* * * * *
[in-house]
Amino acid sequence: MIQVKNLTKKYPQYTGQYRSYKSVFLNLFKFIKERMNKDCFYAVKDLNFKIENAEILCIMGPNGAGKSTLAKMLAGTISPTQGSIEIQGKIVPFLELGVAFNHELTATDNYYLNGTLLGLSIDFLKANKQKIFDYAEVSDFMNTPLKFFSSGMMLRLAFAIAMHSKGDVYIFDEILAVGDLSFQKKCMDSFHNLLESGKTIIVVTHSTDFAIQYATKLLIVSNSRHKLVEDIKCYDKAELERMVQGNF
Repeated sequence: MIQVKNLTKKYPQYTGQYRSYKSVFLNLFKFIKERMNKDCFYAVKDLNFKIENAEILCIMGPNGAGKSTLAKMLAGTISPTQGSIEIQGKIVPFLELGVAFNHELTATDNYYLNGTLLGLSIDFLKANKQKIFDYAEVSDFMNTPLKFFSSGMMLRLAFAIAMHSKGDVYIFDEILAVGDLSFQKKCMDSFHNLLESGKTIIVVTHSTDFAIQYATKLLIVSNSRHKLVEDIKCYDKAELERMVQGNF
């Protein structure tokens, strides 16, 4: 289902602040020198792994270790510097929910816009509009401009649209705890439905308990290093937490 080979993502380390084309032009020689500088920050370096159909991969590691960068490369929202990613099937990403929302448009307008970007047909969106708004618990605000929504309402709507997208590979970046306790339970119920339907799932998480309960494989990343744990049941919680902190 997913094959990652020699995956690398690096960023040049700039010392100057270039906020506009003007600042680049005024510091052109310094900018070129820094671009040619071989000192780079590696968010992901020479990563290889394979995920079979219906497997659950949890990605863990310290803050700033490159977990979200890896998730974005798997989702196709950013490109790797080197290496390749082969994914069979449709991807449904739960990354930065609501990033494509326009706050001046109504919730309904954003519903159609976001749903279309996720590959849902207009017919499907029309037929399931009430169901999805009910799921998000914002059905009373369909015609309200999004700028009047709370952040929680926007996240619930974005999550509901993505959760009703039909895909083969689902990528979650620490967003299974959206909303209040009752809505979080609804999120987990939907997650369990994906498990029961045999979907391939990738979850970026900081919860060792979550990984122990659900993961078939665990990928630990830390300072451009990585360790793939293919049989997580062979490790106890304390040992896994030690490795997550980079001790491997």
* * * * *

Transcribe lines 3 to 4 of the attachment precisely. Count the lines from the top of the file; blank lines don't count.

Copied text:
Repeated sequence: MIQVKNLTKKYPQYTGQYRSYKSVFLNLFKFIKERMNKDCFYAVKDLNFKIENAEILCIMGPNGAGKSTLAKMLAGTISPTQGSIEIQGKIVPFLELGVAFNHELTATDNYYLNGTLLGLSIDFLKANKQKIFDYAEVSDFMNTPLKFFSSGMMLRLAFAIAMHSKGDVYIFDEILAVGDLSFQKKCMDSFHNLLESGKTIIVVTHSTDFAIQYATKLLIVSNSRHKLVEDIKCYDKAELERMVQGNF
């Protein structure tokens, strides 16, 4: 289902602040020198792994270790510097929910816009509009401009649209705890439905308990290093937490 080979993502380390084309032009020689500088920050370096159909991969590691960068490369929202990613099937990403929302448009307008970007047909969106708004618990605000929504309402709507997208590979970046306790339970119920339907799932998480309960494989990343744990049941919680902190 997913094959990652020699995956690398690096960023040049700039010392100057270039906020506009003007600042680049005024510091052109310094900018070129820094671009040619071989000192780079590696968010992901020479990563290889394979995920079979219906497997659950949890990605863990310290803050700033490159977990979200890896998730974005798997989702196709950013490109790797080197290496390749082969994914069979449709991807449904739960990354930065609501990033494509326009706050001046109504919730309904954003519903159609976001749903279309996720590959849902207009017919499907029309037929399931009430169901999805009910799921998000914002059905009373369909015609309200999004700028009047709370952040929680926007996240619930974005999550509901993505959760009703039909895909083969689902990528979650620490967003299974959206909303209040009752809505979080609804999120987990939907997650369990994906498990029961045999979907391939990738979850970026900081919860060792979550990984122990659900993961078939665990990928630990830390300072451009990585360790793939293919049989997580062979490790106890304390040992896994030690490795997550980079001790491997």